Ex-EU commissioner under scrutiny over undeclared offshore directorship
The European Commission said on Thursday it was looking into whether to take action against former EU commissioner Neelie Kroes for failing to declare a directorship of an offshore firm in the Bahamas.
Kroes, who was the Commission’s anti-trust chief and then oversaw digital affairs under former president Jose Manuel Barroso for a decade until 2014, confirmed to newspapers which published leaked Bahamas documents that she should have declared her interest in the offshore company.
A spokeswoman for the Commission said: “Mrs. Kroes has now informed us and we will analyse and check the information before commenting.”
European Union officials said that a failure to declare such a directorship would be a breach of EU rules.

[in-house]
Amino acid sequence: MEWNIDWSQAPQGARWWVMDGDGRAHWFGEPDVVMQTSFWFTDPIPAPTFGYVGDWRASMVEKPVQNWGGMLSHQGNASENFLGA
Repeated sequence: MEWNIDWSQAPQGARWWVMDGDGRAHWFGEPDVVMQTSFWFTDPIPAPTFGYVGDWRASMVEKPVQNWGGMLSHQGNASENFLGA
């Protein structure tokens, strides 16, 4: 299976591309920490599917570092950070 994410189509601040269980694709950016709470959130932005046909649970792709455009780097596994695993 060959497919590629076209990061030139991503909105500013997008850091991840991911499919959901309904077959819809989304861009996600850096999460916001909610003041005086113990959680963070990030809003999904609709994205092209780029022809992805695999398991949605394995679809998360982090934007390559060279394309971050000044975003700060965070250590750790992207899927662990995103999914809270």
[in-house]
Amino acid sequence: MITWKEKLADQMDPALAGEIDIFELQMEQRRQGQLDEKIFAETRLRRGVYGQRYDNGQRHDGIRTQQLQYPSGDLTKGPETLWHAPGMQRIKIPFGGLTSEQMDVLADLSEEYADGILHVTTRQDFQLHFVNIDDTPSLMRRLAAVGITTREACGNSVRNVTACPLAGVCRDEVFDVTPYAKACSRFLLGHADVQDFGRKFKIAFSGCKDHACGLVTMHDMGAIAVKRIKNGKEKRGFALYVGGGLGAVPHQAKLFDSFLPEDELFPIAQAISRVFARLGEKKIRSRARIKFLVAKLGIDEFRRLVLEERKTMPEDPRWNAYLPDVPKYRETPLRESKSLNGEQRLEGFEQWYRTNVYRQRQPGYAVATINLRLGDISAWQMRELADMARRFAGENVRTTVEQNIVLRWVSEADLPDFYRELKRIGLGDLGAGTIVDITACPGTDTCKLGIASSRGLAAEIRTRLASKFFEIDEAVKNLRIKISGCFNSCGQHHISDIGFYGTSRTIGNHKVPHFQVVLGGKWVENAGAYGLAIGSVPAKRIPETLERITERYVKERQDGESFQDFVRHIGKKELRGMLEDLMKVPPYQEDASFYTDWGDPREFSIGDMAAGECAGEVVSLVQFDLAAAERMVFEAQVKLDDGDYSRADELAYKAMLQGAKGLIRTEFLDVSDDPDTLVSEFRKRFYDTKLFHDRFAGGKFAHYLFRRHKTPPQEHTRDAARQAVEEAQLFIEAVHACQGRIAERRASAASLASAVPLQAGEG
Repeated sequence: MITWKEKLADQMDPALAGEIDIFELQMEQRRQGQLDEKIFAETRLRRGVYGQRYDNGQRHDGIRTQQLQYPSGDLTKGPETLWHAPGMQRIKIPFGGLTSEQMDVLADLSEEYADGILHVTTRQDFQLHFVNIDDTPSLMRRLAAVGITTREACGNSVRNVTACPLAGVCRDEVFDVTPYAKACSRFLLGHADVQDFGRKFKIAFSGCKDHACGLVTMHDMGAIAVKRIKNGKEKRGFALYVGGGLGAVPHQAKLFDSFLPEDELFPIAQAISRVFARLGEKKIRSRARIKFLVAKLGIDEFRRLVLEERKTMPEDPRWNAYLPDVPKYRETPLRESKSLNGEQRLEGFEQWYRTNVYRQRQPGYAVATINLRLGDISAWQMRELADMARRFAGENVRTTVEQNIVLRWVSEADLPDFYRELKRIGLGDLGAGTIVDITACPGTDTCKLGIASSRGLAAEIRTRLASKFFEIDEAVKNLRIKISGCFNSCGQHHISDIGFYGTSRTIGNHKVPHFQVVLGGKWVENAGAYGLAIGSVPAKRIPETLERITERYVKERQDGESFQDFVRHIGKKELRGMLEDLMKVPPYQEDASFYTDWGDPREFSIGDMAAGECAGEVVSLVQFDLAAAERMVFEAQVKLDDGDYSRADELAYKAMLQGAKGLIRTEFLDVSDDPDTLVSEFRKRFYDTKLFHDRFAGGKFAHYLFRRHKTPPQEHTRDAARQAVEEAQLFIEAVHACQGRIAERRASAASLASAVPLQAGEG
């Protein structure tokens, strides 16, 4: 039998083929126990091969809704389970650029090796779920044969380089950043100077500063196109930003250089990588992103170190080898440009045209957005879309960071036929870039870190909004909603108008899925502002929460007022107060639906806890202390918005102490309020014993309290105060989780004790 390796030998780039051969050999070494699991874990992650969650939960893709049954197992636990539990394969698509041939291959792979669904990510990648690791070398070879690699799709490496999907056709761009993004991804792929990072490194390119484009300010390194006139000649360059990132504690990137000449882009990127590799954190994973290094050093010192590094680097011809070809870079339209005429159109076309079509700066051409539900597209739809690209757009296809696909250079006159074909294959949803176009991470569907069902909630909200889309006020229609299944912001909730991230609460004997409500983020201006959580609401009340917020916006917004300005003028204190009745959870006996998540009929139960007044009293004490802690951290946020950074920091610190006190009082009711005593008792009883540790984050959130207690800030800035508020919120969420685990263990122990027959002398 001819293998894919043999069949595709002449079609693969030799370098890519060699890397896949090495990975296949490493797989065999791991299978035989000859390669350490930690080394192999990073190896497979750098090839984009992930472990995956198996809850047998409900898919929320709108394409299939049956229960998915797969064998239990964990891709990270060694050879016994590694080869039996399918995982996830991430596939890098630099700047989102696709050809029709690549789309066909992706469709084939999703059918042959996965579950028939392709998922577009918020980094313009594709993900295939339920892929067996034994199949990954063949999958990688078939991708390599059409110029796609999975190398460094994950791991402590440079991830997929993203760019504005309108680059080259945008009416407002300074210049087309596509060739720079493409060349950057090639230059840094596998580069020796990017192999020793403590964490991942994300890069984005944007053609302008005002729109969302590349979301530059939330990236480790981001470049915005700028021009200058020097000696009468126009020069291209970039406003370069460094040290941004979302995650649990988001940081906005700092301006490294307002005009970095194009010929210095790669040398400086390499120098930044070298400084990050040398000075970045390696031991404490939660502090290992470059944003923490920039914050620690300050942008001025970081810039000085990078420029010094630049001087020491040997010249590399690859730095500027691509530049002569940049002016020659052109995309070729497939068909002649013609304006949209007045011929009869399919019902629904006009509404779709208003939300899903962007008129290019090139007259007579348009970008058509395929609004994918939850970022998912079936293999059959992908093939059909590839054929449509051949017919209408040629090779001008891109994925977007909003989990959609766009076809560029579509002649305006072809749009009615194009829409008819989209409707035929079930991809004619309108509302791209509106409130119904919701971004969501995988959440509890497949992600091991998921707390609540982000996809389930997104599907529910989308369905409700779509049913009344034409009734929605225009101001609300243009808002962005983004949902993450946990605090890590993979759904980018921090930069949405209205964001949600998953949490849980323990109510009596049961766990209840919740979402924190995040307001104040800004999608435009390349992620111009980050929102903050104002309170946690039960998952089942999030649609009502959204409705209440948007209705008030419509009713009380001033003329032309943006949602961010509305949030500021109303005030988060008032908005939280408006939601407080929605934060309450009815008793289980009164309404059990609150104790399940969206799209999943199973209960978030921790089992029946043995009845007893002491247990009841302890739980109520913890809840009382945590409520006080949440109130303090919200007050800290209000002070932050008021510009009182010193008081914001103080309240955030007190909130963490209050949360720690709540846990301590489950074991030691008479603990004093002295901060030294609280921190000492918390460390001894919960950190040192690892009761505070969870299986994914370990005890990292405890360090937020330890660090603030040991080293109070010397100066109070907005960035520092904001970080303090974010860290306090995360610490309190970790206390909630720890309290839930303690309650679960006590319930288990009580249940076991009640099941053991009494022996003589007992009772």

The revelation comes at an awkward time for the Commission, which is battling to regain public trust following the British vote to leave the Union. Against a rise of nationalist and anti-establishment parties across Europe, it is fighting to change an impression that it is too close to big business.
Commission President Jean-Claude Juncker has already made clear his irritation with his predecessor Barroso for taking a job with U.S. bank Goldman Sachs this summer.
Kroes also came in for criticism from the Commission earlier this month after she publicly questioned the decision of the current competition commissioner, Margrethe Vestager, to demand 13 billion euros in back taxes from Apple Inc in Ireland.
A Commission spokesman noted in reaction that the Dutch former digital commissioner now holds a position at U.S. ride-sharing company Uber, which she had openly supported during her mandate as tech commissioner in its legal battles with taxi drivers’ organisations in Europe.